By the end of the book the timeline seemingly whips by in a blur and yet, it is a controlled blur with Weeks nicely glossing over things that you don't need at that point (such as day by day character development of well established protagonists).
All in all, a satisfying read and a series I would recommend to anyone looking for a little light fantasy reading with good character development and a gripping plot.

Shadow's Edge - Brent Weeks

The perfect killer has no identity.

ISBN: 978-0316033657
format: Paperback
pages: 656
publisher: Orbit
pub. date: 2008-11-01
started reading: 2009-02-19
finished reading: 2009-02-22

Once again, Weeks writes a book that is hard to put down. Though some of the twists and turns you see coming, in general I found that he manages to catch you off guard just often enough to keep you guessing and engaged. This is the sort of book for people who like a read that you can't put down to go to sleep at the end of the day.
While this is very much a classic tale of Good vs. Evil, what makes it compelling is all the shades of grey inbetween... after all, our hero is a killer, his best friends a mixture of royalty and street vermin, and his idol the most feared man of all time... or maybe not.
Filled with fun characters, it is a good continuation of the first book in the series.

The Way Of Shadows - Brent Weeks

Who doesn't love assassins?

ISBN: 978-0316033671
format: Paperback
pages: 688
publisher: Orbit
pub. date: 2008-10-01
started reading: 2009-02-17
finished reading: 2009-02-19

Ooops... and by assassins, I mean wetboys. What's the difference you ask? Well, an assassin has targets, cause sometimes they miss. A wetboy has deaders... cause they don't.

This first book in the trilogy starts off as so many fantasy stories do, from the Hobbit to Star Wars, with a small and seemingly helpless protagonist that grows to become a hero. The classic rags to riches story, only the riches are not in gold - though sometimes they are, but are in the experience, strength and character of the hero.

This book, like the other two that follow it in the series, weighs in at a hefty 600+ pages. However, it does anything but drag, and one can only imagine that had Robert Jordan attempted the same story, we would have had a twelve volume series.

Weeks is a first time author and, as with many of the other first time authors I've read recently, it is an amazing first effort. While many of the characters are somewhat cliche at times, they never feel stagnant or like pale imitations of other stories but remain fresh and enjoyable.
Part coming of age, part romance, part adventure and all intrigue, this is a good read and sure to be enjoyed by anyone who loves those genres.

Saturday, February 07, 2009

The Tipping Point - Malcom Gladwell

Probably my least favorite of the Gladwell books, but also his first and the one that paved the way for the rest.

ISBN: 978-0316346627
format: Paperback
pages: 304
publisher: Back Bay Books
pub. date: 2002-01-07
started reading: 2009-01-28
finished reading: 2009-02-06

This is yet more pop sociology, but as with Galdwell's other books that I read, it is entertaining.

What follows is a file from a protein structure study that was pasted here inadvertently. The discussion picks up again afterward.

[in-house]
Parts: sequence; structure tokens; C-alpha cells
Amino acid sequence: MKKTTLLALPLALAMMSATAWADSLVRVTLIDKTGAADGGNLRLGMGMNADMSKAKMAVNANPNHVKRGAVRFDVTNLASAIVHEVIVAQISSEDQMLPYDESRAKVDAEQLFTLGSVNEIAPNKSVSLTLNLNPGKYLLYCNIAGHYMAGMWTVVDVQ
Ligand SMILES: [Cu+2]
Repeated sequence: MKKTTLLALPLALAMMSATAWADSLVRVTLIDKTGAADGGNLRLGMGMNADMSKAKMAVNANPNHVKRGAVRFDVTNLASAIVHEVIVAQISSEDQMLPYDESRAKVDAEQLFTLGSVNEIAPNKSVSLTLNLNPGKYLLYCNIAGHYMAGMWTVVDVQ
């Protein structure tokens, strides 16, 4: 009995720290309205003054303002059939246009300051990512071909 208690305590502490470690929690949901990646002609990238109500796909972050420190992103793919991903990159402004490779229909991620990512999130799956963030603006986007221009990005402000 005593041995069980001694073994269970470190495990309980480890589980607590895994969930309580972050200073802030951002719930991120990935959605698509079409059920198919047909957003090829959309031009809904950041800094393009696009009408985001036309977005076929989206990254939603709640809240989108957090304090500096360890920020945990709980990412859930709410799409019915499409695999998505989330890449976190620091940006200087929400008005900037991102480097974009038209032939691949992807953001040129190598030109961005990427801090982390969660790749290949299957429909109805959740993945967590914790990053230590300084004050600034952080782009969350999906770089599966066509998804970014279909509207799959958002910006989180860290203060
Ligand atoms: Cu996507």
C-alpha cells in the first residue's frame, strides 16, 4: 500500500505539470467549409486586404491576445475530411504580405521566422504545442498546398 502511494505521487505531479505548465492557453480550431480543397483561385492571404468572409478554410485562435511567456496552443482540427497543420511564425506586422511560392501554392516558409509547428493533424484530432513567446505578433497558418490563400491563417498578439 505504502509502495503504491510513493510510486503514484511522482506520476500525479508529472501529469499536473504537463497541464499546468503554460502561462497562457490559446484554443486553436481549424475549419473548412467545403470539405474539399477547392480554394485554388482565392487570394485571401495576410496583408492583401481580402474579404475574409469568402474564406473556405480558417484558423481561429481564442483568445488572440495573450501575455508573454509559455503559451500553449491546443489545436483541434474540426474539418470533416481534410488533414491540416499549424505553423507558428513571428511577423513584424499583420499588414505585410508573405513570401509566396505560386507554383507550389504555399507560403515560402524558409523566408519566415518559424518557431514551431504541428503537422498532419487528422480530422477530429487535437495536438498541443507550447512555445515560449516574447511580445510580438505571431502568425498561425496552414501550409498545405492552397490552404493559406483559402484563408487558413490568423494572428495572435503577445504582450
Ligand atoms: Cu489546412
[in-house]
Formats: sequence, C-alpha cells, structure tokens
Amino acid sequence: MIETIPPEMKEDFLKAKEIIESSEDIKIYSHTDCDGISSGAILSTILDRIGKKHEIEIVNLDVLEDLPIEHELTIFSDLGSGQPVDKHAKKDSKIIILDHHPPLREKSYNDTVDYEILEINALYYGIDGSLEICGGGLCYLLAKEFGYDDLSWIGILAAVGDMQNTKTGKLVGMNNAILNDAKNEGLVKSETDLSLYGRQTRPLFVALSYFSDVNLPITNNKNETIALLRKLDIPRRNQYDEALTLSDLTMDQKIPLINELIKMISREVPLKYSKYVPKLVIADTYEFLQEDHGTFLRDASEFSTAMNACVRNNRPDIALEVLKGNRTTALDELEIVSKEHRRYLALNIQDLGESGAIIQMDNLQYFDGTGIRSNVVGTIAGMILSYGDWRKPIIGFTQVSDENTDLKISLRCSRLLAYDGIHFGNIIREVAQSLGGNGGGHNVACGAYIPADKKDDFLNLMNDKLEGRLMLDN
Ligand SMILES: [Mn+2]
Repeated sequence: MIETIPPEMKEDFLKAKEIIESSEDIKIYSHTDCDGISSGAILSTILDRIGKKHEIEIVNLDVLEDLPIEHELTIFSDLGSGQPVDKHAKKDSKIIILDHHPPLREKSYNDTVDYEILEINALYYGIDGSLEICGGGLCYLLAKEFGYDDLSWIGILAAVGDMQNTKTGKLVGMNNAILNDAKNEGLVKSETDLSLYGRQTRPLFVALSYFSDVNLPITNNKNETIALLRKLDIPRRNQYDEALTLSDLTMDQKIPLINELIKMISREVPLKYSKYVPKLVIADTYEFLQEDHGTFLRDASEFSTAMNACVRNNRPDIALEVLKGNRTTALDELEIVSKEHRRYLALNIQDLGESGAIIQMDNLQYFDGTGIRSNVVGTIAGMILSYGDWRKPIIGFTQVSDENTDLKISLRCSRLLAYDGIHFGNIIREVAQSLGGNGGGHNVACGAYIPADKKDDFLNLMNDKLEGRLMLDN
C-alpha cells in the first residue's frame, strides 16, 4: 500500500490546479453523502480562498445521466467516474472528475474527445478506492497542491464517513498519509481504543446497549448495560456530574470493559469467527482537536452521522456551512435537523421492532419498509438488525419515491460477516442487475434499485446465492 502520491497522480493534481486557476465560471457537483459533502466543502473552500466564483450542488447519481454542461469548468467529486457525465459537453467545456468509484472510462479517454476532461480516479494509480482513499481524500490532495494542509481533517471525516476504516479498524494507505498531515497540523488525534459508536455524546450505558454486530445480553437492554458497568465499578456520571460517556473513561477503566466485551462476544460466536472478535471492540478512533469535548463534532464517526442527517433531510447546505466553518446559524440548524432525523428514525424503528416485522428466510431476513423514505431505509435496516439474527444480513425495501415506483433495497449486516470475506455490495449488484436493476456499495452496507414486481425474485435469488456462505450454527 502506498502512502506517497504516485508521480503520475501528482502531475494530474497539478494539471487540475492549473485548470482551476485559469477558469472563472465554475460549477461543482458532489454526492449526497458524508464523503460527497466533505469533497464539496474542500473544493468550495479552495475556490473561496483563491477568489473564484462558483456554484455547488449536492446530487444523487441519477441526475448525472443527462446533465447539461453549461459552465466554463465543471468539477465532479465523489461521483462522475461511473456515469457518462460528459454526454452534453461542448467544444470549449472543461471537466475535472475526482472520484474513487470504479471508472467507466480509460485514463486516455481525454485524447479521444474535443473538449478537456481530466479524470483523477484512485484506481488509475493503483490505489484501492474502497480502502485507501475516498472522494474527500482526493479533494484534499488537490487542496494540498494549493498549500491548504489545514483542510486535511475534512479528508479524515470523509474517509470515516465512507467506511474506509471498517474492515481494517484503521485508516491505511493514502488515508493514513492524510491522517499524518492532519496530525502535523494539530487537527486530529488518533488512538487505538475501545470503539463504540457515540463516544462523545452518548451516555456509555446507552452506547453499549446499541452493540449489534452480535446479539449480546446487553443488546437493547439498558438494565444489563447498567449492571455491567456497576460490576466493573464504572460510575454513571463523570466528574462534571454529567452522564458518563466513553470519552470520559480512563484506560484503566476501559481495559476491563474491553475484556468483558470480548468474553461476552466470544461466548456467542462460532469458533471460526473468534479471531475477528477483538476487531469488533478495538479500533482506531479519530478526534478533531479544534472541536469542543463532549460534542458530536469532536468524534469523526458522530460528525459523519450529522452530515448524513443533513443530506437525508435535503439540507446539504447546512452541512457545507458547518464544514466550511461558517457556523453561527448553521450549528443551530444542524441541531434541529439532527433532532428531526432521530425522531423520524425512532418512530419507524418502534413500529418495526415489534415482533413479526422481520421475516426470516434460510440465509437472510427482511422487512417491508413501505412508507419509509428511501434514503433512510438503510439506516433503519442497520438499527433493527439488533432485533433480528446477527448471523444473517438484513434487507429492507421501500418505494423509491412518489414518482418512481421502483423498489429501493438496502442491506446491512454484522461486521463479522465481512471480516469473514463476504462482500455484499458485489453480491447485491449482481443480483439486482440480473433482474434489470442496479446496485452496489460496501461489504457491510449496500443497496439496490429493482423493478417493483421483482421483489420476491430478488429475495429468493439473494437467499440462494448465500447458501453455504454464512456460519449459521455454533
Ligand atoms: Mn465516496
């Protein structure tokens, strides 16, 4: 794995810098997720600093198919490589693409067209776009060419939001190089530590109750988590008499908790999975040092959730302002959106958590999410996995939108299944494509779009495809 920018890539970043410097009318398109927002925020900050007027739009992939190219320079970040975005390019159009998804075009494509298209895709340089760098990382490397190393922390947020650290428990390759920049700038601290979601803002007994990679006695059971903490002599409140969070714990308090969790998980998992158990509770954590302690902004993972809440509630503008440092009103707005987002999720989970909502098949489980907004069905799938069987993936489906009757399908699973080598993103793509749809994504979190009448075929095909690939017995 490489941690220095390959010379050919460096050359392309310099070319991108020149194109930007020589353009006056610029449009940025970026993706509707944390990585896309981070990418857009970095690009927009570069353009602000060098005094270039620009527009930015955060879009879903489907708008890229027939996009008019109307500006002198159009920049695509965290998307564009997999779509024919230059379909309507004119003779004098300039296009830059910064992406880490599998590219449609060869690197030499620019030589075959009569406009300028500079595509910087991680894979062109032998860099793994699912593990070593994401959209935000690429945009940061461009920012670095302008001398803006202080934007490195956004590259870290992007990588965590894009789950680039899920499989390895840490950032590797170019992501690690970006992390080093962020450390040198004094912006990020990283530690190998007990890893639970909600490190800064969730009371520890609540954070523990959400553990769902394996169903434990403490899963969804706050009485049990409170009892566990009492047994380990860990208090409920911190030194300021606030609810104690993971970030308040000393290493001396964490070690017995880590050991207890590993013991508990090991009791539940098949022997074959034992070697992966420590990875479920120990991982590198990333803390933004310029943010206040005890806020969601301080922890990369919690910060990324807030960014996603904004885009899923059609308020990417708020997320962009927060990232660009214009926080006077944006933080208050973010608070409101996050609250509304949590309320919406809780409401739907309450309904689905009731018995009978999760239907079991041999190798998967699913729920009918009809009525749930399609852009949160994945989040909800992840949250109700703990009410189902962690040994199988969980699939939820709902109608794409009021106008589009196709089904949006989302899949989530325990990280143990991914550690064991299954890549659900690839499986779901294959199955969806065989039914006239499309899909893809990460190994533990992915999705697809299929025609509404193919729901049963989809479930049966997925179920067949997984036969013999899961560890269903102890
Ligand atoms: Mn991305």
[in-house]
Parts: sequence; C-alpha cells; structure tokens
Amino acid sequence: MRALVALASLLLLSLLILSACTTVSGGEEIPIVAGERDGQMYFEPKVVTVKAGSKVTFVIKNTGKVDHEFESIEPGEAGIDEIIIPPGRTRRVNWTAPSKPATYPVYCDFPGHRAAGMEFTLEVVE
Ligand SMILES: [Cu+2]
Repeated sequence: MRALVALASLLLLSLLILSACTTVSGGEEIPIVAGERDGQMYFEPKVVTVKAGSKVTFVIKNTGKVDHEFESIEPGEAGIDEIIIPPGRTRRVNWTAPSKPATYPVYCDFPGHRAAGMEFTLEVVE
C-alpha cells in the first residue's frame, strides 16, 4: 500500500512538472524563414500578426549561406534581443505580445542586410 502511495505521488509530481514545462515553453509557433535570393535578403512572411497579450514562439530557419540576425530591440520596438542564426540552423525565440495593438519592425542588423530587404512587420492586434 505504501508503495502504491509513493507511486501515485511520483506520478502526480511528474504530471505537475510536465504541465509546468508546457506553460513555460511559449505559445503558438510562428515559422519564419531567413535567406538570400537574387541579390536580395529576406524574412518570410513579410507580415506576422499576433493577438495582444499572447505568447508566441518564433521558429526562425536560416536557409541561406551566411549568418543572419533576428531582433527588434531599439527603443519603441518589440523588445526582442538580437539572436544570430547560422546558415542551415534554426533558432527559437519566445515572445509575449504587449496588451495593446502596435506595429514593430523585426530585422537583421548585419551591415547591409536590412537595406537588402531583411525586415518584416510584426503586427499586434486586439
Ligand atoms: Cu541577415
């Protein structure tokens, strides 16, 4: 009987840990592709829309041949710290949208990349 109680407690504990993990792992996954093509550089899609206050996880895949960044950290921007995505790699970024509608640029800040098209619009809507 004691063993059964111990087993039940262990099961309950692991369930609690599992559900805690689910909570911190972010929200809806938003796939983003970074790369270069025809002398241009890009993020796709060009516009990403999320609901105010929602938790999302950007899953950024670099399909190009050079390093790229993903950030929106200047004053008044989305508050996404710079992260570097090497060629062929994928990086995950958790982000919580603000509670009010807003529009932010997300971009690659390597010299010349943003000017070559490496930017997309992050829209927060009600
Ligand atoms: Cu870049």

The entertainment stems mostly from the core premise of the book which is that little changes can have big effects; when small numbers of people start behaving differently, that behavior can ripple outward until a critical mass or "tipping point" is reached, changing the world.
When I was in Grade 9 I did an independent project on Chaos Theory. While there is a lot behind Chaos Theory that is quite interesting and unrelated to this, the 'pop' association with Chaos Theory is that if a butterfly flaps its wings in Japan, a tornado hits Kansas.
We've all heard of that, and some part of us loves the idea that a small thing can have huge effects. And why not? As our understanding of the scope and scale of the universe grows, and as there are more and more of us every year, it is a naturally human sort of sentiment to want to believe that something small - like ourselves - can have a huge impact in something large - like the world.
Gladwell's thesis that ideas, products, messages and behaviors "spread just like viruses do" remains a metaphor as he follows the growth of "word-of-mouth epidemics" triggered with the help of three pivotal types. These are Connectors, sociable personalities who bring people together; Mavens, who like to pass along knowledge; and Salesmen, adept at persuading the unenlightened.
This part of Gladwell's book, while a little restrictive for my liking, was the most enjoyable for me. When he breaks off to talk about Seasame Street and Blue's Clues, I will confess that I got largely bored. It is clearly an area that Gladwell had a passion for, but that section of the book felt like an attempt to take what could have been a small anecdote and turn it into a compendium of childhood psychology.
Given that Gladwell's background is really as a columnist, and this is his first book, I think the obvious conclusion one can draw is that he hadn't quite mastered the medium and made the change over from small his roots as writer of articles for the New Yorker, to his new and more prestigious role as the trendy author of popular sociology books.